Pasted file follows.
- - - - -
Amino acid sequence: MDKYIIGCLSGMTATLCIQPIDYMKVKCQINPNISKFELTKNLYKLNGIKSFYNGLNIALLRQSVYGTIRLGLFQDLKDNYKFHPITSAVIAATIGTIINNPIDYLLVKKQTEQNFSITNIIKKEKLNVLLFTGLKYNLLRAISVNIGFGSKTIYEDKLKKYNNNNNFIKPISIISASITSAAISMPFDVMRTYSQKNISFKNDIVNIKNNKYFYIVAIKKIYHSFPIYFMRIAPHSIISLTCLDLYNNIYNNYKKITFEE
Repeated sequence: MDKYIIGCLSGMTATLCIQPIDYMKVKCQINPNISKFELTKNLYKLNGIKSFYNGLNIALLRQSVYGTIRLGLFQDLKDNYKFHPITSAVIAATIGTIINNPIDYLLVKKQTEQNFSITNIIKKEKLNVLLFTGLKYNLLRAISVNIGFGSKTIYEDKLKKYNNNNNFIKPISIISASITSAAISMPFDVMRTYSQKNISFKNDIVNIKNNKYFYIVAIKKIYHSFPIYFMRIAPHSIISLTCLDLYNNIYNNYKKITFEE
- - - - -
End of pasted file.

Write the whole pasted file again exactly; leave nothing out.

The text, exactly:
Amino acid sequence: MDKYIIGCLSGMTATLCIQPIDYMKVKCQINPNISKFELTKNLYKLNGIKSFYNGLNIALLRQSVYGTIRLGLFQDLKDNYKFHPITSAVIAATIGTIINNPIDYLLVKKQTEQNFSITNIIKKEKLNVLLFTGLKYNLLRAISVNIGFGSKTIYEDKLKKYNNNNNFIKPISIISASITSAAISMPFDVMRTYSQKNISFKNDIVNIKNNKYFYIVAIKKIYHSFPIYFMRIAPHSIISLTCLDLYNNIYNNYKKITFEE
Repeated sequence: MDKYIIGCLSGMTATLCIQPIDYMKVKCQINPNISKFELTKNLYKLNGIKSFYNGLNIALLRQSVYGTIRLGLFQDLKDNYKFHPITSAVIAATIGTIINNPIDYLLVKKQTEQNFSITNIIKKEKLNVLLFTGLKYNLLRAISVNIGFGSKTIYEDKLKKYNNNNNFIKPISIISASITSAAISMPFDVMRTYSQKNISFKNDIVNIKNNKYFYIVAIKKIYHSFPIYFMRIAPHSIISLTCLDLYNNIYNNYKKITFEE